Why Google Drive can display CR2 files relatively fast but Nautilus can't seems to do so?

Using Nautilus (File browsing) with this extra tricks you can get your CR2 files thumbnail to show up. However, this is very slow, sometimes taking ages to load.

If uploading to Google Drive and using the web interface, the thumbnails display relatively quick, if not instantly.

What is GDrive doing that is far superior compares to Nautilus?

Gdrive has massive amounts of developers, storage, and compute power behind it. Nautalis does not.


They are likely generating jpg thumbnails for every raw you upload at various resolutions. And they have a couple of fast computers to do it with. :wink:

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I had the same problem and deinstalled it for that reason. Other software, e.g. darktable, is really fast in reading the embedded thumbnails, but from the speed I guess that nautilus is doing a raw development for each file. You should file a bug report.

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Read the README: GitHub - angryziber/gnome-raw-thumbnailer: Fast and rotating raw photo thumbnailer for Gnome/Nautilus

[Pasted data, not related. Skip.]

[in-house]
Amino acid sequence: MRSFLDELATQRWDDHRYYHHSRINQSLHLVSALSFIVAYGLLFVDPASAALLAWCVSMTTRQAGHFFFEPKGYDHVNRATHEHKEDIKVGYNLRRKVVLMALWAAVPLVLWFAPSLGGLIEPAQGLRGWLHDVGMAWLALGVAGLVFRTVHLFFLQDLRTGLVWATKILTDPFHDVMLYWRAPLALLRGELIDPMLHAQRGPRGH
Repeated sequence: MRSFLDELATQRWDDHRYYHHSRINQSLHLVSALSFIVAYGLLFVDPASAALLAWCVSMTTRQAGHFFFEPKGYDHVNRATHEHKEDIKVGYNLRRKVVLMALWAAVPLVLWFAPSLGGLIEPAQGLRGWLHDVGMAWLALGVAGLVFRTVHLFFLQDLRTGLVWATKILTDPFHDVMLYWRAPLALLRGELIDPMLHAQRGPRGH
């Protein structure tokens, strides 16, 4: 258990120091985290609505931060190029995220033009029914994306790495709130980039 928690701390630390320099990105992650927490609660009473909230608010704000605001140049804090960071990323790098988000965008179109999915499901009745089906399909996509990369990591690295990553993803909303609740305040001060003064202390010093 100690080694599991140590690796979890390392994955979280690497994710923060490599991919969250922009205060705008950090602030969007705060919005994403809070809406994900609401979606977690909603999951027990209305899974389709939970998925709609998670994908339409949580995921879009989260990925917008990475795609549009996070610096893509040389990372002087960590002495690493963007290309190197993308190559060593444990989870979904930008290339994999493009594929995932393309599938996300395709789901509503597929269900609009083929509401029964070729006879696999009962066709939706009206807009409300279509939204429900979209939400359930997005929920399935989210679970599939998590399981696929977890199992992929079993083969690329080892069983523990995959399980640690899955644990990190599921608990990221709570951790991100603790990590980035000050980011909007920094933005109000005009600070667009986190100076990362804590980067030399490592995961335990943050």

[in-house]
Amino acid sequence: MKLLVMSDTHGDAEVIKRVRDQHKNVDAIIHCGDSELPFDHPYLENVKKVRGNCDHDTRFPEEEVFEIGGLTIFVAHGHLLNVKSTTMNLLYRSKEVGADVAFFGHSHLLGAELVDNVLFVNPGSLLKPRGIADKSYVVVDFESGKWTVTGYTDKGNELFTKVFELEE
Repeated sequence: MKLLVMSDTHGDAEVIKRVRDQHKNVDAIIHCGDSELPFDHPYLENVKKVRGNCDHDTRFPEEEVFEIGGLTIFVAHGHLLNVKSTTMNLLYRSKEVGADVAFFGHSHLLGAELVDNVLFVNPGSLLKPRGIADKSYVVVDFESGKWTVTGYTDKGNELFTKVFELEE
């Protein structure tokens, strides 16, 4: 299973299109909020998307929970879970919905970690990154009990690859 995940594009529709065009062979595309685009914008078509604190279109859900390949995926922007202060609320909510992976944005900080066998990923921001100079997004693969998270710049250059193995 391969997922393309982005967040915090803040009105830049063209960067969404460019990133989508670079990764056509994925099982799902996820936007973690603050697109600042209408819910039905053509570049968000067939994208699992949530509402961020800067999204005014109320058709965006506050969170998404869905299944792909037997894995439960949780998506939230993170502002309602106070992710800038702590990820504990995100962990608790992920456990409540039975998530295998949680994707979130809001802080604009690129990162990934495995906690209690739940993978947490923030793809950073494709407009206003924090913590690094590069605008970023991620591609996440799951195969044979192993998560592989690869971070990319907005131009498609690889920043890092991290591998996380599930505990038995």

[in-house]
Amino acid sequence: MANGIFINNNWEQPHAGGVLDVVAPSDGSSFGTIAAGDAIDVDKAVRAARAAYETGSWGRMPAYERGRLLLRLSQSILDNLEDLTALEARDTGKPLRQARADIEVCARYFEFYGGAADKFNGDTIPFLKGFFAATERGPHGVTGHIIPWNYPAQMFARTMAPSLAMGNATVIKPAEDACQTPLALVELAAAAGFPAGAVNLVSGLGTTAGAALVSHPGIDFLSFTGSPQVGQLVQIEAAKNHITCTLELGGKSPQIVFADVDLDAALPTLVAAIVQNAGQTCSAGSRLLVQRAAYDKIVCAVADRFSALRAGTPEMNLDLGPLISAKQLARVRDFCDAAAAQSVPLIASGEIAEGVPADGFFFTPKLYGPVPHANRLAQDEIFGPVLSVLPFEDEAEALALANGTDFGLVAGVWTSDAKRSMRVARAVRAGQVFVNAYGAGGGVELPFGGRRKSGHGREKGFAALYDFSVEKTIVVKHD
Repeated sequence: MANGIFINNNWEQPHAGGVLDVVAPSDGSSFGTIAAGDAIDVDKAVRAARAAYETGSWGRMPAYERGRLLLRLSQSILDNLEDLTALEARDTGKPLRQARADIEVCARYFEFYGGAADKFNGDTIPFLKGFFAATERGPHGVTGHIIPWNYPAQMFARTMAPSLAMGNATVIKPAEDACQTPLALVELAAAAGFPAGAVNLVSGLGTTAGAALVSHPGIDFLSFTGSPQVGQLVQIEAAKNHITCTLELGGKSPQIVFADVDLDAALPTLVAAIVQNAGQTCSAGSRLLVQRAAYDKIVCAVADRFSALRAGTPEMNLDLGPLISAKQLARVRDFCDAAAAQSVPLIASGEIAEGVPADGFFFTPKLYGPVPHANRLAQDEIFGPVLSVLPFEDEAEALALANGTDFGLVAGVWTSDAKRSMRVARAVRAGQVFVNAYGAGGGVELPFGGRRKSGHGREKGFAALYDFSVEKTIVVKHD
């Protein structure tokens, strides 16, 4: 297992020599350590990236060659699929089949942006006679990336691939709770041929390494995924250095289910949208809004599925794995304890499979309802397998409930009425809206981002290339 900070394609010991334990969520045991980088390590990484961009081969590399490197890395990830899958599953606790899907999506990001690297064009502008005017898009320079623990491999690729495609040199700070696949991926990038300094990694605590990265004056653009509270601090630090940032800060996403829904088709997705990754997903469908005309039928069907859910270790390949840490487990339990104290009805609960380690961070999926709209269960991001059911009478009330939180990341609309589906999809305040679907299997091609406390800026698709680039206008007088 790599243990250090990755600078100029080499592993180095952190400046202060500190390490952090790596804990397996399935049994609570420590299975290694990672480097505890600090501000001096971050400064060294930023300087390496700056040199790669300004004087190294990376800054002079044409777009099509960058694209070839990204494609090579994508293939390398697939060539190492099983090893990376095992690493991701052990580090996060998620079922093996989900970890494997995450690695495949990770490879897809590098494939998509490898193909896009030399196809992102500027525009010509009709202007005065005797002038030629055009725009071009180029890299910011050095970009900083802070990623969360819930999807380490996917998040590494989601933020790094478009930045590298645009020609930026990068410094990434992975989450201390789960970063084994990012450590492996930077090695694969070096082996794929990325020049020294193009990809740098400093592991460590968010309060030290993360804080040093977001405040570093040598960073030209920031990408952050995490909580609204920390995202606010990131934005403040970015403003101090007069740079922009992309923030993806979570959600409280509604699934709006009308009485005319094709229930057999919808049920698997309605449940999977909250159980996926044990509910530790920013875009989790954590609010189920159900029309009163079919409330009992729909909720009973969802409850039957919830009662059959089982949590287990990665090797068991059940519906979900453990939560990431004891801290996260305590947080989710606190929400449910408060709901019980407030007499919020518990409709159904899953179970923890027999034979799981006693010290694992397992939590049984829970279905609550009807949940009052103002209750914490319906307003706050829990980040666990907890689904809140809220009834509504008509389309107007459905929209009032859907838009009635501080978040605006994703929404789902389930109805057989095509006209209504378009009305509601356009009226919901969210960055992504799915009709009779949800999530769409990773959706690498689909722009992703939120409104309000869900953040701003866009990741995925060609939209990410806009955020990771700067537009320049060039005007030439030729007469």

Gwenview loads CR2’s very fast (about as fast as the corresponding JPG’s). So there exist an efficient FOSS lib somewhere for this…

Each raw format (practically all, but not all) contains an embedded thumbnail.
Practically every simple image viewer simply displays it. That is as fast as it gets.

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Right… Got mislead by the fact that the “thumbnail” is actually a full-size image (quality 80, chroma halved, it seems).

Nowadays it is common to make a distinction between a thumbnail and a preview image when raw formats are concerned. All raw formats that matter contain an embedded image of some sort, some contain several, e.g. some Nikon raw formats contain 3 embedded JPEGs: one is a full-sized preview, one is a half-sized preview, and one is a small thumbnail. Extracting any of the embedded images is fast; generating a thumbnail from the raw data is slow.

The link I pasted in my previous post suggests that there are at least two ways for Nautilus to get its thumbnails, and both of them suck. One method’s program is “terribly slow” and dead since 2005, the other “fails with 256px thumbnails” whatever that means. No info is given as to whether either of them use any of the embedded images or generate an image using raw data for the thumbnail.

If you want to see raw thumbnails, consider using something modern that isn’t born to lose: darktable, digiKam, Dolphin, Gwenview, Geeqie.